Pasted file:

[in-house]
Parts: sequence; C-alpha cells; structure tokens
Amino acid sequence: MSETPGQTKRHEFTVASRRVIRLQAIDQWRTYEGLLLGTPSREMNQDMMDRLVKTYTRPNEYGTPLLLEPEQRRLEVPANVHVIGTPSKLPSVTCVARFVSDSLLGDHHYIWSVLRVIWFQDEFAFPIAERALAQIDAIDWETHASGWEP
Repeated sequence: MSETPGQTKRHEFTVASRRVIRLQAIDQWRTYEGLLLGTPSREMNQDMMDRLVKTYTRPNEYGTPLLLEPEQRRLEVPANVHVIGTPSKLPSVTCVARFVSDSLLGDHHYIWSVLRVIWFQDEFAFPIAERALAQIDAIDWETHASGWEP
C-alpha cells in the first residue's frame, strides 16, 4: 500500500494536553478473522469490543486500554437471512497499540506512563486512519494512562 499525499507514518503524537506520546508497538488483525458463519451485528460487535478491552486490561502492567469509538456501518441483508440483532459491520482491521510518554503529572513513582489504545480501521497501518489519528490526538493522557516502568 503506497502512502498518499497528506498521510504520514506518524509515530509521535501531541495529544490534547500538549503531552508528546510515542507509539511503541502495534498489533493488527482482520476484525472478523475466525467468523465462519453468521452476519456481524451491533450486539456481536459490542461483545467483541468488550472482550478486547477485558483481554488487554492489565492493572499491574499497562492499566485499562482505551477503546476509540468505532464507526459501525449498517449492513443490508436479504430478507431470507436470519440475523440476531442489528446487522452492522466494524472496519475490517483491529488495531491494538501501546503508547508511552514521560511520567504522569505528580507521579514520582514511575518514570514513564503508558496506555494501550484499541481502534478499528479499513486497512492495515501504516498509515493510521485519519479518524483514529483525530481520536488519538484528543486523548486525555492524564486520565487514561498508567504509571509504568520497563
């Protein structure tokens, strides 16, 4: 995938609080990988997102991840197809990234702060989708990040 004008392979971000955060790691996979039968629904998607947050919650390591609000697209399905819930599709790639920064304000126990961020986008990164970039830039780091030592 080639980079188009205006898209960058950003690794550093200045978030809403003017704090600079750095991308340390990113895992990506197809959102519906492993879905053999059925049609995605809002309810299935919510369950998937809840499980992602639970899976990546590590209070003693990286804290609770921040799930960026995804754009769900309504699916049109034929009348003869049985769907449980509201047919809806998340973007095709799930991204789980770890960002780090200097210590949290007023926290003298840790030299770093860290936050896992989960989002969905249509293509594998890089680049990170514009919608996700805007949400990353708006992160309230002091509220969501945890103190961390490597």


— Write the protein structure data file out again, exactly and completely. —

[in-house]
Parts: sequence; C-alpha cells; structure tokens
Amino acid sequence: MSETPGQTKRHEFTVASRRVIRLQAIDQWRTYEGLLLGTPSREMNQDMMDRLVKTYTRPNEYGTPLLLEPEQRRLEVPANVHVIGTPSKLPSVTCVARFVSDSLLGDHHYIWSVLRVIWFQDEFAFPIAERALAQIDAIDWETHASGWEP
Repeated sequence: MSETPGQTKRHEFTVASRRVIRLQAIDQWRTYEGLLLGTPSREMNQDMMDRLVKTYTRPNEYGTPLLLEPEQRRLEVPANVHVIGTPSKLPSVTCVARFVSDSLLGDHHYIWSVLRVIWFQDEFAFPIAERALAQIDAIDWETHASGWEP
C-alpha cells in the first residue's frame, strides 16, 4: 500500500494536553478473522469490543486500554437471512497499540506512563486512519494512562 499525499507514518503524537506520546508497538488483525458463519451485528460487535478491552486490561502492567469509538456501518441483508440483532459491520482491521510518554503529572513513582489504545480501521497501518489519528490526538493522557516502568 503506497502512502498518499497528506498521510504520514506518524509515530509521535501531541495529544490534547500538549503531552508528546510515542507509539511503541502495534498489533493488527482482520476484525472478523475466525467468523465462519453468521452476519456481524451491533450486539456481536459490542461483545467483541468488550472482550478486547477485558483481554488487554492489565492493572499491574499497562492499566485499562482505551477503546476509540468505532464507526459501525449498517449492513443490508436479504430478507431470507436470519440475523440476531442489528446487522452492522466494524472496519475490517483491529488495531491494538501501546503508547508511552514521560511520567504522569505528580507521579514520582514511575518514570514513564503508558496506555494501550484499541481502534478499528479499513486497512492495515501504516498509515493510521485519519479518524483514529483525530481520536488519538484528543486523548486525555492524564486520565487514561498508567504509571509504568520497563
């Protein structure tokens, strides 16, 4: 995938609080990988997102991840197809990234702060989708990040 004008392979971000955060790691996979039968629904998607947050919650390591609000697209399905819930599709790639920064304000126990961020986008990164970039830039780091030592 080639980079188009205006898209960058950003690794550093200045978030809403003017704090600079750095991308340390990113895992990506197809959102519906492993879905053999059925049609995605809002309810299935919510369950998937809840499980992602639970899976990546590590209070003693990286804290609770921040799930960026995804754009769900309504699916049109034929009348003869049985769907449980509201047919809806998340973007095709799930991204789980770890960002780090200097210590949290007023926290003298840790030299770093860290936050896992989960989002969905249509293509594998890089680049990170514009919608996700805007949400990353708006992160309230002091509220969501945890103190961390490597």